The Florida Supreme Court has announced it will hear arguments in the case Daniel Stahl v. Hialeah Hospital. The Stahl case confronts the elimination of elements of partial disability benefits, and is yet another case challenging the exclusive remedy protections of the Florida workers' compensation system. It looks as though we can honestly say that the court will definitely Stahl on comp in 2016.

It will not be their first time doing so.

I raised eyebrows last summer while serving on a blogger's panel when I postulated that we would not see any Florida Supreme Court decisions on two other key Florida cases until sometime in 2016. The cases I was referencing, commonly referred to as “Castellano” and “Westphal”, have been widely watched as foundational challenges to key elements of Florida's 2003 reforms. My assertion that we would not have a decision by the end of 2015 was a surprise for some in the room, as these cases have been before the court for quite some time. Oral arguments for Westphal were held before the court in June 2014, and Castellano's occurred in November 2014. By last summer many Floridian's were anticipating decisions at any time.

Silly Floridian people.

My accurate prognostications on the matter were less derived of skilled intellectual analysis than they were just informed summations. The fact of the matter is that greater legal minds than mine (which is just about anyone) had told me there were signs that the court would not rule on either case before the end of the year.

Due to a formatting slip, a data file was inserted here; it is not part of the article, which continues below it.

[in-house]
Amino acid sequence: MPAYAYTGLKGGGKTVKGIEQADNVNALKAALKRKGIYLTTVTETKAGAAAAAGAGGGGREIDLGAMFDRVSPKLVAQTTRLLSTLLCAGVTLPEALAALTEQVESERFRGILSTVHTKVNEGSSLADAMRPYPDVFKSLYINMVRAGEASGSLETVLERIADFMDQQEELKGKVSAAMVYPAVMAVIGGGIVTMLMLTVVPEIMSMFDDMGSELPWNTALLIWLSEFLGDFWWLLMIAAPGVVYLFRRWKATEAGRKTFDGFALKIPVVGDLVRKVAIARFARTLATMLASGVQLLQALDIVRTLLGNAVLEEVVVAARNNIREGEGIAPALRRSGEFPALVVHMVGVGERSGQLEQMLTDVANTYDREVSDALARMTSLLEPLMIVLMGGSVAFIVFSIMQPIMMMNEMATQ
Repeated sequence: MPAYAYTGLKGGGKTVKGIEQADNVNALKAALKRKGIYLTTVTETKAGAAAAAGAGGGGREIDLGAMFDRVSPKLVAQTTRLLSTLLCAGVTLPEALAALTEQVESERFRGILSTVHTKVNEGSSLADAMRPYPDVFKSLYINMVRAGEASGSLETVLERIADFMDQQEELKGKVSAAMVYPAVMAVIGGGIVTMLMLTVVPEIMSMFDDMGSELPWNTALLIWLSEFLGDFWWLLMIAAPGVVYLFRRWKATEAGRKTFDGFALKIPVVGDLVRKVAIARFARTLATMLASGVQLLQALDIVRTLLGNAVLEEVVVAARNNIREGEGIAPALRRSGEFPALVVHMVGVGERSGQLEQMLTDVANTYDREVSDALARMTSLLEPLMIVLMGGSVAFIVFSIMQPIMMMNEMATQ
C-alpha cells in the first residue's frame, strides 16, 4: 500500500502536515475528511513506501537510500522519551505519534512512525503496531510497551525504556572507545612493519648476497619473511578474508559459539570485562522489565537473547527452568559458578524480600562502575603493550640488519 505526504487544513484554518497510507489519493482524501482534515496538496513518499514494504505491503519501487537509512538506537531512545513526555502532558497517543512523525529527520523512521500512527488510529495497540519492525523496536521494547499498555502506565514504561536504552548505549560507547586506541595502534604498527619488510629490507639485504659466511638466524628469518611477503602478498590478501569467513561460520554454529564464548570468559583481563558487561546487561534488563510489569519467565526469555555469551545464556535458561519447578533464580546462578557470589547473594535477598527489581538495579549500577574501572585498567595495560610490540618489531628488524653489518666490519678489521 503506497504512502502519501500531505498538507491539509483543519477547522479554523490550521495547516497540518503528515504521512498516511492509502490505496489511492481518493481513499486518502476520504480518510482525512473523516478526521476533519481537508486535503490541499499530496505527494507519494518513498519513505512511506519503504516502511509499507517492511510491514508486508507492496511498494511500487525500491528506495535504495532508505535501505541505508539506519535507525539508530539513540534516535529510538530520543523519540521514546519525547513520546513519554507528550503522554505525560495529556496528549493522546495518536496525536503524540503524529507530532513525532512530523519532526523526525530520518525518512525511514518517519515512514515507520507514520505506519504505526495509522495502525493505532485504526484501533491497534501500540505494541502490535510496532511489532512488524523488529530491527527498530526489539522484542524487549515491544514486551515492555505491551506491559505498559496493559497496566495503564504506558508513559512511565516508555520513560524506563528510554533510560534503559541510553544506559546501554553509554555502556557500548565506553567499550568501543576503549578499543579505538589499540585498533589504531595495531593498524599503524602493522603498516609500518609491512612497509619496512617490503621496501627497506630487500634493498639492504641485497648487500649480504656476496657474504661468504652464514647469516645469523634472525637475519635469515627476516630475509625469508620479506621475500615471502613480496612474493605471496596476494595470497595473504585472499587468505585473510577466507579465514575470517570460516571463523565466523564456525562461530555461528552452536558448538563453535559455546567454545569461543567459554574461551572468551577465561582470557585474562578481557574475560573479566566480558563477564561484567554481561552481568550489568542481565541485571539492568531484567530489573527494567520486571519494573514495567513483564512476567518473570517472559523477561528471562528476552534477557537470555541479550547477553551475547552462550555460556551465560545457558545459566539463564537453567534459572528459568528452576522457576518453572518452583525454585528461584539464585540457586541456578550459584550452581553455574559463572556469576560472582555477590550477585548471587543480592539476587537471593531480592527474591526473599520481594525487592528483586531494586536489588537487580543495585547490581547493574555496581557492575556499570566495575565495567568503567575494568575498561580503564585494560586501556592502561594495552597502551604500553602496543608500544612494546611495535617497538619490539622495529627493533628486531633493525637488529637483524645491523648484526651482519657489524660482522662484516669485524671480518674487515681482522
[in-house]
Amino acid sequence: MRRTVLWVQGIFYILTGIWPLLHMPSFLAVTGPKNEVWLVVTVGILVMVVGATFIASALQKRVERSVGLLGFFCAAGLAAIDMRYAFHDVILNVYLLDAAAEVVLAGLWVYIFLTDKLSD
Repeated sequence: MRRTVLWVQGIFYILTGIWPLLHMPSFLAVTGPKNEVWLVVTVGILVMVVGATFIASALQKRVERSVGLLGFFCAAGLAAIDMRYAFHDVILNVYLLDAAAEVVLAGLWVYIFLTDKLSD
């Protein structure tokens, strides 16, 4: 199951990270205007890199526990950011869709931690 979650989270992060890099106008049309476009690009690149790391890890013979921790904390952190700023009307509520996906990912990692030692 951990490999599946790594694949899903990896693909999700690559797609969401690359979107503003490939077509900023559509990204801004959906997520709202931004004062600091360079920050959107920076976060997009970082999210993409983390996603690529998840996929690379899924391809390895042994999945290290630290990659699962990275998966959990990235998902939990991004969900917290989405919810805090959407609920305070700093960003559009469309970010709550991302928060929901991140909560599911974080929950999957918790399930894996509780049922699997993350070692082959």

Florida has been, in effect, in a legal limbo of sorts, as these cases, and an additional one commonly referred to as “Padgett”, had and continue to have the potential to effectively neutralize workers' comp as the exclusive remedy for Florida workers. Westphal is questioning whether Florida's 104-week statutory cap on temporary total disability benefits is unconstitutional, and Castellano is related to the constitutionality of state mandated attorney's fees. Padgett, a case that received the most notoriety, but had, in my opinion, the weakest legal foundations, challenged the constitutionality of the system based on an overall reduction in injured workers' benefits since the implementation of the “Grand Bargain”.

Padgett was put to rest in late December when the Florida Supremes declined to review the case.

I don't understand much of the delay. There is a lot riding on these cases, and frankly, many Floridians doubt the ability of our legislature to promptly (and properly) address any issues created by decisions of the court. Personally I believe at least two of these cases have the potential to go against prevailing law, and may indicate bigger issues regarding exclusive remedy. We are near a turning point in Florida, and the 2003 efforts to curb abuses of the past may be proven to have gone a bit too far.

But until the court actually acts on the cases, we will not know what we do not know. The state continues to wait, but at least we have confirmation that this year, they officially intend to Stahl.

Somehow it feels like that will just make the wait seem longer.

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